Israeli Draft Bill Proposes Bitcoin be Defined as Currency to Cut Down the Hefty Capital Gain Tax
Four members of the Knesset, Israel’s legislative body, from the Yisrael Beiteinu faction, the secular nationalist political party, have submitted a private member’s bill seeking to amend the taxation of crypto-related activities so that the sale of bitcoin and crypto-assets isn’t subject to 25% capital gains tax, as per local media reports.
The private member’s bill, submitted by MKs Oded Forer, Yevgeny Soba, Yulia Malinowski Kunin, and Alex Kushnir, was tabled earlier this week on Tuesday that seeks to amend the way digital assets activities are taxed under the Income Tax Ordinance.
Under the ordinance, digital currency is considered an asset; as such, its sale and conversion in fiat currency are subject to capital gains tax. Currently, the tax on most capital gains in the country is 25%.
Section 91 of the Income Tax Ordinance, however, provides relief in the taxation of capital gains from short-term lenders or non-CPI linked bonds — they are taxed at only 15%.
“The regulatory reality in Israel is not adapted to the existing reality in the field,” claims the memorandum of the proposal.
The bill also seeks to add a section in the Ordinance, which deals with the “determination of distributed digital currency.” Under this proposed section, the Minister of Finance may prescribe provisions under which the digital assets shall be determined as a distributed digital currency.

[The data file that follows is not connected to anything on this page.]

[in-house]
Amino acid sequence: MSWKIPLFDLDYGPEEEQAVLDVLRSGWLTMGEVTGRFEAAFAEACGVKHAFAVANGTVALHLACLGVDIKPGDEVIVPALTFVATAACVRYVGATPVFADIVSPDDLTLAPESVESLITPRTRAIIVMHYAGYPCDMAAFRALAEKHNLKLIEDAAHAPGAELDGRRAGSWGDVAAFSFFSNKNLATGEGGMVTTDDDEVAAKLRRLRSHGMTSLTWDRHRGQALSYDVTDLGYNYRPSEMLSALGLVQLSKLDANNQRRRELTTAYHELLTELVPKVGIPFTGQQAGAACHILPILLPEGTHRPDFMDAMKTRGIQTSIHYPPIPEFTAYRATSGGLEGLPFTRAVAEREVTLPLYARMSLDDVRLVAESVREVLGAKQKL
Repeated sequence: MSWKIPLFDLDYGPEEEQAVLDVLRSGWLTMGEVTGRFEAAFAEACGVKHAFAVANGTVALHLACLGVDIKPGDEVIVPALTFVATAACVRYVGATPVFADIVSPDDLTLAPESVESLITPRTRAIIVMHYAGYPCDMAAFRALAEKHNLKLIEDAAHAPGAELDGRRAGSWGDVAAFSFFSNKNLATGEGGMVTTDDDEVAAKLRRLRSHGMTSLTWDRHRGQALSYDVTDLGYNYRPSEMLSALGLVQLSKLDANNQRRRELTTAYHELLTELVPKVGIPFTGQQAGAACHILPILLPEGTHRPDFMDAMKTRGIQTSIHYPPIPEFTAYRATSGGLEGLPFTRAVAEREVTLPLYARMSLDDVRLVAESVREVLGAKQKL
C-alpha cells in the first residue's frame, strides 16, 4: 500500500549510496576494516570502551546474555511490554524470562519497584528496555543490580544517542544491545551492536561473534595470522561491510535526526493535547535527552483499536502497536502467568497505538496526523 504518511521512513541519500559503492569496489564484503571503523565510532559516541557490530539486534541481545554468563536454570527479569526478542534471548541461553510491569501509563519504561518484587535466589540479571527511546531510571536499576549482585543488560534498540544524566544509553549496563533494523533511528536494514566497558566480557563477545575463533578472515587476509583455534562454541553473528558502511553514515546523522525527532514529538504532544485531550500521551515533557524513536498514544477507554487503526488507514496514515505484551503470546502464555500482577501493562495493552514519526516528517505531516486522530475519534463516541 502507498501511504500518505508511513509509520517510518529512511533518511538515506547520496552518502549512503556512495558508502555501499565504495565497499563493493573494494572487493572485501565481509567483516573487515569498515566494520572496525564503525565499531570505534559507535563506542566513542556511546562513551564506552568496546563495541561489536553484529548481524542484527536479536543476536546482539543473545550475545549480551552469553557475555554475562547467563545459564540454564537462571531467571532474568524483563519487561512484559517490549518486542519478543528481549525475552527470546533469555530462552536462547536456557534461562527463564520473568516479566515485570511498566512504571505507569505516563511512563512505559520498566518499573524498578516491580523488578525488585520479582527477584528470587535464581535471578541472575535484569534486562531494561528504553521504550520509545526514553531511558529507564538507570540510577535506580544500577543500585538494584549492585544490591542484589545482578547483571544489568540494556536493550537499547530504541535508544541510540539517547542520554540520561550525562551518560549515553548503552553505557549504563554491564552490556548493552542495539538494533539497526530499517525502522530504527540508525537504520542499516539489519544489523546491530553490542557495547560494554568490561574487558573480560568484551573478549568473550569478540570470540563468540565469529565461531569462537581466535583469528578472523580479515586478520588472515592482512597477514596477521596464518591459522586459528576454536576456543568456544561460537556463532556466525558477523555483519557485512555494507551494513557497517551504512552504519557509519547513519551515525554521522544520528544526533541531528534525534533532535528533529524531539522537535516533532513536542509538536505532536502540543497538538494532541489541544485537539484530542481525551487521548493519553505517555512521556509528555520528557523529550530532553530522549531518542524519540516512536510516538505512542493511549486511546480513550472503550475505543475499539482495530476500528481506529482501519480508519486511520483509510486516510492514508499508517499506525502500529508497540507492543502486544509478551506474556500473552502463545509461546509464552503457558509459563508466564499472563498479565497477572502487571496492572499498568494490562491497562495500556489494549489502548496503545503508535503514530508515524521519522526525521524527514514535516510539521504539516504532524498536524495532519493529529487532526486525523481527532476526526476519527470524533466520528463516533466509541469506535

The purpose of the bill is that Bitcoin and other digital assets are considered a currency for the taxation purpose.
“The State of Israel has the ability to be among the leaders in the field of digital currencies, if only it recognizes the use of the blockchain as a currency for everything. It is precisely in this period, when the economic future is unclear It is possible to promote digital payment options due to the social distance that has been forced on us,” said K Forer after the bill was submitted.
The same day another bill was tabled in the Knesset that seeks to allow reporting on digital asset trading once every six months or year.
Currently, those who sell digital currencies are required to submit a report to the tax authority within 30 days of the sale, along with paying an advance on the tax rate applicable to the capital gain arising from the transaction.
“The two bills passed last night by MKs Oded Forer and Sharan Hashakel are an infrastructure on which Israel can be developed as a global financial center and a leader in the field of digital currencies,” said Manny Rosenfeld, chairman of the Israeli Bitcoin Association.